When Doeur Phou’s wife, Chea Dara, called on Tuesday night to tell him she was about to jump off the Chruoy Changva bridge because authorities had condemned their family to homelessness, the 55-year-old at first thought she was kidding.
“But when I heard her telling me to look after the children well, and she told me she was on the bridge handrail, I was shocked and drove my motorbike to see her,” he said yesterday.
To his impassioned pleas, the 33-year-old mother, who was convinced her family's eviction from their home at Boeung Kak lake had just been sealed, told her husband, “Look after the kids” and was gone, he said.
“[I said] don’t think in the short term, a few days later, we will think again’,” he said. “She told me that later authorities would force us to move to another place, because they did not agree to give us land ownership – if we didn't have a house, how could we live?”
Loss to Shukaku
On Friday, Chea Dara learned her household was the latest to be cut from a 12.4-hectare onsite relocation area that Prime Minister Hun Sen set aside in August for more than 750 families yet to be evicted at Boeung Kak from land leased to a private company for a real estate development in 2007.
An estimated 4,000 families will have lost their homes by the time a project, headed by ruling party Senator Lao Meng Khin’s Shukaku Inc, finishes reclaiming the Boeung Kak lake and seals the boundaries of its new satellite city.
Chea Dara’s elder sister, Chea Thavy, said her younger sibling had protested for years against the development, demanding fair compensation and even spending a night detained at the Phnom Penh Municipal Police commissioner’s office for her trouble.
But while Chea Thavy said eventually she was granted a title for onsite relocation, her sister, who lived in the adjacent house, was not so lucky.
Both their houses are located in a cluster of residences near the French embassy off street 70 in Daun Penh district’s Srah Chak commune.
A Right of Abode
Chhay Rithy Sen, the director of Phnom Penh’s department of urbanization, construction and Cadastral Survey, said residents at Boeung Kak with houses less than 39 metres from the middle of street 70 were not affected by the Shukaku project, and thus had not been offered resettlement.
Chea Dara’s house is just seven metres from street 70.
But both residents and rights groups yesterday said they did not believe authorities had any intention of allowing the residents of street 70 to remain.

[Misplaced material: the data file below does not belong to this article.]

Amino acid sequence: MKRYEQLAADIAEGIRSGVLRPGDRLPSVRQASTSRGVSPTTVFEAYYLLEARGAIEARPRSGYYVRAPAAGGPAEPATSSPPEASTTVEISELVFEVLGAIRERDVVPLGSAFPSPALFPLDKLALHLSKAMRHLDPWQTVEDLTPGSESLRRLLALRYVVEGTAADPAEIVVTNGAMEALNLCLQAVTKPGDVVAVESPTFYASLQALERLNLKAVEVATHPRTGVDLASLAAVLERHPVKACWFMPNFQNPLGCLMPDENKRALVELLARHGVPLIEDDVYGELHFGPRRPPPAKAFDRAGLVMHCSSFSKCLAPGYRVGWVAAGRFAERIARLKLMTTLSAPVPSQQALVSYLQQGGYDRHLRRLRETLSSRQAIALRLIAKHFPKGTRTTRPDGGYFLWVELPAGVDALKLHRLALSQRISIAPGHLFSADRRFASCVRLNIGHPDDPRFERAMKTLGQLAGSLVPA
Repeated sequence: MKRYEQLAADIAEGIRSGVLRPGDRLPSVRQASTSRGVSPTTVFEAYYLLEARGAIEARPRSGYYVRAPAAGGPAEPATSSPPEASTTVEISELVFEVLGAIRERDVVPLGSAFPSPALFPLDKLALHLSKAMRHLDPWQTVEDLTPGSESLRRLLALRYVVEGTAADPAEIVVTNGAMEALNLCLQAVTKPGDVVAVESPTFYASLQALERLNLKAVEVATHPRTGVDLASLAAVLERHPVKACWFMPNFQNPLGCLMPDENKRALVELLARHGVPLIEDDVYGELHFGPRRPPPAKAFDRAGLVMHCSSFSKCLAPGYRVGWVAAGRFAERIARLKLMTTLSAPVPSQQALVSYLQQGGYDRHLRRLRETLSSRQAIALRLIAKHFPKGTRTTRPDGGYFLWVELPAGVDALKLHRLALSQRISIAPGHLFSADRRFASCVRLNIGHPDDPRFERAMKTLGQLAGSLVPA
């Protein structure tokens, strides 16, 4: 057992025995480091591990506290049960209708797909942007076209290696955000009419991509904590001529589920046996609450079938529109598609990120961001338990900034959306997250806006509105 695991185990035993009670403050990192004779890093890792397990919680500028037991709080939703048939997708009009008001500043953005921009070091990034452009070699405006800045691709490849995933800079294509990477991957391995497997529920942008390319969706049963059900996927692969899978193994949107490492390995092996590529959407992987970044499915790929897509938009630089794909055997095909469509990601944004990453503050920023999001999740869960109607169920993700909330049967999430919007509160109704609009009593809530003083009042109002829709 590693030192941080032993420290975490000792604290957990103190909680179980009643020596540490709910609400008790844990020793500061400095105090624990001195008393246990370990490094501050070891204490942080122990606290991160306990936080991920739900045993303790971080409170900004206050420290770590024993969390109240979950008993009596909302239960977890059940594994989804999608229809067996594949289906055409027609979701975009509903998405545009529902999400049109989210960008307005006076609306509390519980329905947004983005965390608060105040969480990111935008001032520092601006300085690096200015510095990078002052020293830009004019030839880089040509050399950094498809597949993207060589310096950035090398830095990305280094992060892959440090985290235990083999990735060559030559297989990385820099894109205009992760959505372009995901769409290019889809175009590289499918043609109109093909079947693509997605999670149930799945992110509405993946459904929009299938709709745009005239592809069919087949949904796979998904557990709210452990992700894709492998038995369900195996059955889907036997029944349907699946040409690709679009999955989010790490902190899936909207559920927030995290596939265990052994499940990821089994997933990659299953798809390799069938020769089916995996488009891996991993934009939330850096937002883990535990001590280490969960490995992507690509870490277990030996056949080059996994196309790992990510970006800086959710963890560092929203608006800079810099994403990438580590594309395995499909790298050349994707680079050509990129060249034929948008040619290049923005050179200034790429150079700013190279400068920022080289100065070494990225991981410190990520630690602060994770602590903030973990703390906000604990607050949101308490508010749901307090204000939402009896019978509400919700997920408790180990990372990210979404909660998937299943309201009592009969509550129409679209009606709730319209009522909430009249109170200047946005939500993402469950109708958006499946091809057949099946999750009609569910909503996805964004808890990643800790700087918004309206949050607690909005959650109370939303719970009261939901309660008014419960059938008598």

Sia Phearum, secretariat director of the Housing Rights Taskforce, said his understanding was that authorities needed to expand the street and had already begun marking houses for demolition. “So far, the authorities sprayed the red paint and remarked that they will not get land titles because they are affected by the road expansion,” he said.
Resident Son Lorn, 49, who also lives adjacent to Chea Dara’s house, said he had been excluded from the resettlement program but received assurances he would not lose his house.
“But they banned us from making repairs and did not give us land titles,” he said.
Forty-seven families from villages 1, 6, 22 and 24 at Boeung Kak have also been cut out of the 12.44-hectare onsite relocation area since the agreement was announced in August.
In late September, police beat Boeung Kak resident and Sam Rainsy Party activist Suong Sophoan unconscious as excavators driven by Shukaku employees tore down several resident’s houses. Mathieu Pellerin, a consultant for the rights group Licadho, said the continual exclusion of families from the relocation area was “a huge injustice”. “It’s a huge concern and it’s twice as egregious when we hear that Lao Meng Khin has been issued land titles in the 12.44 hectares that were supposed to be put aside for the remaining families, while well over 10 per cent of them have been arbitrarily excluded,” he said.
In September, Srah Chak commune officials revealed that more than 21 plots in the relocation area had been granted to Shukaku.
Ek Tha, a spokesman for the council of ministers, said nobody should be drawing conclusions about Chea Dara’s death at this early stage.
“In general, the local police need a full investigation, and nobody can make any early conclusion if she commits suicide in this case or that case — we just do not know,” he said.
Chea Dara’s family tried but were unable to find her body.